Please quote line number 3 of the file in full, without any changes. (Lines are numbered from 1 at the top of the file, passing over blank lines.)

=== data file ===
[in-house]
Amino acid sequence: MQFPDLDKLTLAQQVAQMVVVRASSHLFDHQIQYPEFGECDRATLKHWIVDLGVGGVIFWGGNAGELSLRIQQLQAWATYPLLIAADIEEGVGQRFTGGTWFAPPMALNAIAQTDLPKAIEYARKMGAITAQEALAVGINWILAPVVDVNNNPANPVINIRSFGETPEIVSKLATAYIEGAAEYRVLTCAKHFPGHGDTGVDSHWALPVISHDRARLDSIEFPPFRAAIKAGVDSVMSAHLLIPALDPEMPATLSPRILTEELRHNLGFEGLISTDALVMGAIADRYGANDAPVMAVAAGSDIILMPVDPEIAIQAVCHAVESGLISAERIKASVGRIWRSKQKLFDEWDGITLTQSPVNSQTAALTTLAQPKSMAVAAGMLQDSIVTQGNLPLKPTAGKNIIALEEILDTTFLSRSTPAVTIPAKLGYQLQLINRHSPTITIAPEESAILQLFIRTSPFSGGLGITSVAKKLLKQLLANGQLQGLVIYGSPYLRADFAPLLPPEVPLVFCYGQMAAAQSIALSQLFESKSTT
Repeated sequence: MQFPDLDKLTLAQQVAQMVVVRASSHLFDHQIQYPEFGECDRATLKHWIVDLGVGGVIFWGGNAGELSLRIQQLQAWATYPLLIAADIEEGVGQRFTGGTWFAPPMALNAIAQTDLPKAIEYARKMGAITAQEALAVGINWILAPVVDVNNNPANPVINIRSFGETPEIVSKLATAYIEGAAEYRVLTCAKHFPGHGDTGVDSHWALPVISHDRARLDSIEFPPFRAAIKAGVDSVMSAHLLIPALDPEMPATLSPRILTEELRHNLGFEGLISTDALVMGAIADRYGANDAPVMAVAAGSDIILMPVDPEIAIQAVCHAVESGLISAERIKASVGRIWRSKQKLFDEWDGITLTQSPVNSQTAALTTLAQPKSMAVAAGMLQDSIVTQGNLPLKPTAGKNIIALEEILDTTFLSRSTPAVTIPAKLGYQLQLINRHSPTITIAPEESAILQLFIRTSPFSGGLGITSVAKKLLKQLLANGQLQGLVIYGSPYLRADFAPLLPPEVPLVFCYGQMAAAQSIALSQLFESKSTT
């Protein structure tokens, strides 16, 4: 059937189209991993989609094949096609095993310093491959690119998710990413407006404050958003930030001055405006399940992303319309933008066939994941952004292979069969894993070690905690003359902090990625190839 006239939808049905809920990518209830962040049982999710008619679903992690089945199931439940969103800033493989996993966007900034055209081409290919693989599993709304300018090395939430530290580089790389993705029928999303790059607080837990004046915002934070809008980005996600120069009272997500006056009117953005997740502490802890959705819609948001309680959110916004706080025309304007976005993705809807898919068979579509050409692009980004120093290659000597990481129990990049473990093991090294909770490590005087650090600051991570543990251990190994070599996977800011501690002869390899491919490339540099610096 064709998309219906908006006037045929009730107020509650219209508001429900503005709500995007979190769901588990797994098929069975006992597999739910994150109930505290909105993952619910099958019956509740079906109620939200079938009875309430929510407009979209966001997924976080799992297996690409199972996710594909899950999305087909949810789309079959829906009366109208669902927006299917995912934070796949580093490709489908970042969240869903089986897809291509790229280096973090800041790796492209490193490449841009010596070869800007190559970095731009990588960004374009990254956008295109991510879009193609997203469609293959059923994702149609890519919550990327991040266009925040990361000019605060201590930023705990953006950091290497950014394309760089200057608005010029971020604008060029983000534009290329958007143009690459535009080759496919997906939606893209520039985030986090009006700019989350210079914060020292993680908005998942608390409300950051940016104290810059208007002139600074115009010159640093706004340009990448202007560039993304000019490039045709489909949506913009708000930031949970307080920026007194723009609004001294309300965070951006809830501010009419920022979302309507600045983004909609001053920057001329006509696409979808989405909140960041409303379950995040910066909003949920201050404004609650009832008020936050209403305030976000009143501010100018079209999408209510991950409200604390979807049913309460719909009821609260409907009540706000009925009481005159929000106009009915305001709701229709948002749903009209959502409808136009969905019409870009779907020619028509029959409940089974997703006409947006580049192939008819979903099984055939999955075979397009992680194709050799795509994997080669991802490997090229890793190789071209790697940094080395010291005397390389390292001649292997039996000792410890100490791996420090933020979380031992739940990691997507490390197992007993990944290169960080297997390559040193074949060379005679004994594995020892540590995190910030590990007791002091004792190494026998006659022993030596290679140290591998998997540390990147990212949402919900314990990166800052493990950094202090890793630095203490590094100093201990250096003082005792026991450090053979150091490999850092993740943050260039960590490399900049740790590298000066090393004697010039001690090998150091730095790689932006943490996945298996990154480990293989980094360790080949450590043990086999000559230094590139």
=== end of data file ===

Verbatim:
Repeated sequence: MQFPDLDKLTLAQQVAQMVVVRASSHLFDHQIQYPEFGECDRATLKHWIVDLGVGGVIFWGGNAGELSLRIQQLQAWATYPLLIAADIEEGVGQRFTGGTWFAPPMALNAIAQTDLPKAIEYARKMGAITAQEALAVGINWILAPVVDVNNNPANPVINIRSFGETPEIVSKLATAYIEGAAEYRVLTCAKHFPGHGDTGVDSHWALPVISHDRARLDSIEFPPFRAAIKAGVDSVMSAHLLIPALDPEMPATLSPRILTEELRHNLGFEGLISTDALVMGAIADRYGANDAPVMAVAAGSDIILMPVDPEIAIQAVCHAVESGLISAERIKASVGRIWRSKQKLFDEWDGITLTQSPVNSQTAALTTLAQPKSMAVAAGMLQDSIVTQGNLPLKPTAGKNIIALEEILDTTFLSRSTPAVTIPAKLGYQLQLINRHSPTITIAPEESAILQLFIRTSPFSGGLGITSVAKKLLKQLLANGQLQGLVIYGSPYLRADFAPLLPPEVPLVFCYGQMAAAQSIALSQLFESKSTT